Life of a Potato
Released by Cronica
The potato has travelled a long way from its native lands in South America. The starchy tuber, brought to Europe by the Spanish in the late 1600s, slowly settled to become a key ingredient in most European traditional diets. As with many other vegetables, plants, and spices from elsewhere, we forgot the origins of the potato. We made them our own because food is an inherent expression of social identity. It tells stories, and evokes nostalgia, belonging, and wellbeing. Yet, the food system of the current times is desperately unsustainable. Like the potato, many other fruits, vegetables, plants, and animals travel far and wide daily, blurring territories, and playing an accidental part in the immeasurable impact of the politics of food production. The potato is an incredibly resilient element whose history traverses time and location, and its historical traces have very different socio-political nuances in the places I call home: Portugal, Ireland, and now England. It also grows seasonally in our gardens and is a tasty tuber, part of a rich sonic ecosystem. This seemed like a good starting point for a new project.
Life of a Potato uses a series of field recordings to unveil varied sonic perspectives of a garden near Pewsey in the Southwest of England. Here potatoes grow seasonally alongside other vegetables, plants and flowers. The field recordings include vibrations of the soil underground, potato stems as well as the stems of other vegetables, reeds, vibrations picked up through the rake, the garden in the sun and rain. The recordings were made between April and August 2021 as the tubers grew into potatoes and then were shared at the table. Side A explores the various sounds around the garden and sounds of the repetitive, yet enjoyable, task of roasting the potatoes: cutting them in small pieces, massaging them with olive oil, salt, pepper, thyme and paprika. Side B is slightly more abstract. It explores various sounds of energy used to cook the potatoes, the potatoes’ crackling sounds as they come out of the oven and sounds of the garden in an early evening, in October, when the potato season is finished.Purchase
Heard on the radio
Radio 3 - RAI
NTS Radio, Early bird show
CiTR 101.9FM Vancouver
BBC Radio 3
Freies Radio Neumünster
The Wire / Richard Thomas
Lcrewed by economic uncertainty, a Brexit born labour shortage, a supply chain crisis, higher fuel cost of distribution, the pandemic, climate change (flooding drought, temperature fluctuation), crop disease, the chips are down for potato growers in the UK. In May 2021 the FarmingUK website reported that at the end of March 2021 1.2 million tones of potatoes remained with with growers; that's 22 per cent of UK potatoes going to rot.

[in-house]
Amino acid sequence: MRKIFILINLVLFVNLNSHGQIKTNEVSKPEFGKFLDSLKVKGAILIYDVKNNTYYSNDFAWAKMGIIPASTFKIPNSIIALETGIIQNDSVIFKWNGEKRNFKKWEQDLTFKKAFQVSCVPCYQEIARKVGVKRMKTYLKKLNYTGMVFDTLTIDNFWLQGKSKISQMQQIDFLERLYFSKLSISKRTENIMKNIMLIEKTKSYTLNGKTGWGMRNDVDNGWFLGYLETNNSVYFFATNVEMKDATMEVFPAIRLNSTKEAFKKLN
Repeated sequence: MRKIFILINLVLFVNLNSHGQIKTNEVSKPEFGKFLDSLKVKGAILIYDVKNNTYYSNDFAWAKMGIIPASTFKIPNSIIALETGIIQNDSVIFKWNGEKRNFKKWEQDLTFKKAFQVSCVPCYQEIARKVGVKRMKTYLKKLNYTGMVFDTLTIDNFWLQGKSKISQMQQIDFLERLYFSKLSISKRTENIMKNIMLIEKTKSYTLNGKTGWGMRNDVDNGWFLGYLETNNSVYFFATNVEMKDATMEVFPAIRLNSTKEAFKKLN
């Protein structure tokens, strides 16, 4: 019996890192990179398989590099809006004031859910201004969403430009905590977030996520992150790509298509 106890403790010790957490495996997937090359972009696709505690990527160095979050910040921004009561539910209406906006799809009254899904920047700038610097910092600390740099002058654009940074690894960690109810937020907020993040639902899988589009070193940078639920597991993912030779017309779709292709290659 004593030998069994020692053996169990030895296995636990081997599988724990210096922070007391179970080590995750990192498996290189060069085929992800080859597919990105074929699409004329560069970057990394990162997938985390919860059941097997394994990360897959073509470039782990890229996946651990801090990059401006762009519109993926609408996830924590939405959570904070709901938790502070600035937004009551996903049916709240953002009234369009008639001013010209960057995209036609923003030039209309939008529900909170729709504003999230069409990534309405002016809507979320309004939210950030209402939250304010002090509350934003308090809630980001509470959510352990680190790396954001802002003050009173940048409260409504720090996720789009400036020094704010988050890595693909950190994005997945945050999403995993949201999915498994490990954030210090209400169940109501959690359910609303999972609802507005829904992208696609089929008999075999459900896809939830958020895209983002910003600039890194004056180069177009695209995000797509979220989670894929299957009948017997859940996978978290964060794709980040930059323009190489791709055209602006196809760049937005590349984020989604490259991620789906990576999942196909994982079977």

Sound artist Matilde Meireles doesn't engage with this reality but via a two-part series of electroacoustic vignettes she charts the lifespan of the potato from birth to death, soil to oven. and the habitat in which the potato came into being, in this case a garden in Pewsey, England. The first part "Roughly 53 Steps" opens with a subterranean encounter with the potato, an awesome low frequency rumble.
In the accompanying press blurb Meireles mentions making recordings of vibrations of the soil in which potatoes grow and also subterranean sounds transmuted by the rake. It is unclear if this rumble manages from the potato growth of some tectonic shift pitched up by the rake. Other sounds soon entre this hollow yet turbulent sound space, birds I cannot accurately identify and birds I can accurately identify – wood pigeons – are cross-faded in as are domestic/culinary sounds, slicing and chopping, and the oscillating hum of an oven warming-up.
The second part "Or 38 Metres" is a concise and really enjoyable electroacoustic mash-up derived from the comforting out ominous 40/50 hertz throb of an oven's fan, the sound of oil agitated by heat, and then, strangely, a rhythmic chopping pattern that reminds me of Neu!. As the piece develops, very subtly and quite unexpectedly, the minimalist chop beat is bolstered by a wisp of Morse-like electronics and spartan drums that have the same crispness and minimal funk as Luc Heller's drumming on Jacques Loussier's Pulsion. Then it just stops elliptically and enigmatically – a neat touch and very poignant, but not selfconsciously so.
Matilde Meireles celebrates the surprisingly long journey of one of the world’s most beloved vegetables with “Life of a Potato”. For a field recording it is a rather stellar mixture of low-end and high-end sounds. Rather tactile every single element of the journey is magnified. No melody, no rhythm, this is a narrative that comes through with various sounds that reverberate throughout the entirety of the collection. Both songs have a sprawling, soothing aspect about them.
On the first track “Roughly 53 Steps” there is a bit of Matmos’ wry sense of humor brought in. The mixture of the domestic alongside the wild helps to give it that extra push to a degree. Starting off quiet the piece eventually comes to incorporate an entire ecosystem. Hints of the bird song in the background further give it a sense of place, one that feels ever so soothing to fully embrace. All of it works wonders in creating this peacefulness, one that focuses on reflection, on the gentle rhythms that make up a person’s day. Much more composed “or 38 Metres” features a stronger hand at play. Rather than let the sounds be, her approach is direct. While this is no dance track, no endearing melody, it does have a less abstract approach than the opener. Here the pulsing bass almost alludes to a great beyond.
“Life of a Potato” features an uncanny approach to storytelling proving Matilde Meireles to be a rather skilled sculptor of sound.
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